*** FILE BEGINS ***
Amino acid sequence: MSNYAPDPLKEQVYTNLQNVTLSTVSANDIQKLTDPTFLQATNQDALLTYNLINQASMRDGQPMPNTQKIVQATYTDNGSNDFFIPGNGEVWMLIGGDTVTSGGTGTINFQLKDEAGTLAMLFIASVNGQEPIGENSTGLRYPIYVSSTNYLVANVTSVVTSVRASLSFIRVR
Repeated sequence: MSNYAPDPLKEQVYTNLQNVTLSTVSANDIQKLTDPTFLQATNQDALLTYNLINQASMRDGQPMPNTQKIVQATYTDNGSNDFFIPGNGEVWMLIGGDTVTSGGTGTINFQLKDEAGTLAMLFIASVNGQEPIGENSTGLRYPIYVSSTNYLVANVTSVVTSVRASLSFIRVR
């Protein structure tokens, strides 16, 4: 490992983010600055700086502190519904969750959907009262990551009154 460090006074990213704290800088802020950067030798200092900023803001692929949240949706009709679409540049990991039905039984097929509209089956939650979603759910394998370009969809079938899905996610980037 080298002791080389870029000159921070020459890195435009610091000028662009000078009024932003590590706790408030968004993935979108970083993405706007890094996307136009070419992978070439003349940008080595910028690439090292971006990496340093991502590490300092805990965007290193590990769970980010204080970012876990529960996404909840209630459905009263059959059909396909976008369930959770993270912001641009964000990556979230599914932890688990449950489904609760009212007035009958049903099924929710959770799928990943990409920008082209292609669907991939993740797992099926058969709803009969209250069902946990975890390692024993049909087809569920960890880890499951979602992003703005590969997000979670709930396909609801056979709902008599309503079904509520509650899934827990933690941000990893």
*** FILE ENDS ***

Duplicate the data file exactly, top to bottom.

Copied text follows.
Amino acid sequence: MSNYAPDPLKEQVYTNLQNVTLSTVSANDIQKLTDPTFLQATNQDALLTYNLINQASMRDGQPMPNTQKIVQATYTDNGSNDFFIPGNGEVWMLIGGDTVTSGGTGTINFQLKDEAGTLAMLFIASVNGQEPIGENSTGLRYPIYVSSTNYLVANVTSVVTSVRASLSFIRVR
Repeated sequence: MSNYAPDPLKEQVYTNLQNVTLSTVSANDIQKLTDPTFLQATNQDALLTYNLINQASMRDGQPMPNTQKIVQATYTDNGSNDFFIPGNGEVWMLIGGDTVTSGGTGTINFQLKDEAGTLAMLFIASVNGQEPIGENSTGLRYPIYVSSTNYLVANVTSVVTSVRASLSFIRVR
């Protein structure tokens, strides 16, 4: 490992983010600055700086502190519904969750959907009262990551009154 460090006074990213704290800088802020950067030798200092900023803001692929949240949706009709679409540049990991039905039984097929509209089956939650979603759910394998370009969809079938899905996610980037 080298002791080389870029000159921070020459890195435009610091000028662009000078009024932003590590706790408030968004993935979108970083993405706007890094996307136009070419992978070439003349940008080595910028690439090292971006990496340093991502590490300092805990965007290193590990769970980010204080970012876990529960996404909840209630459905009263059959059909396909976008369930959770993270912001641009964000990556979230599914932890688990449950489904609760009212007035009958049903099924929710959770799928990943990409920008082209292609669907991939993740797992099926058969709803009969209250069902946990975890390692024993049909087809569920960890880890499951979602992003703005590969997000979670709930396909609801056979709902008599309503079904509520509650899934827990933690941000990893």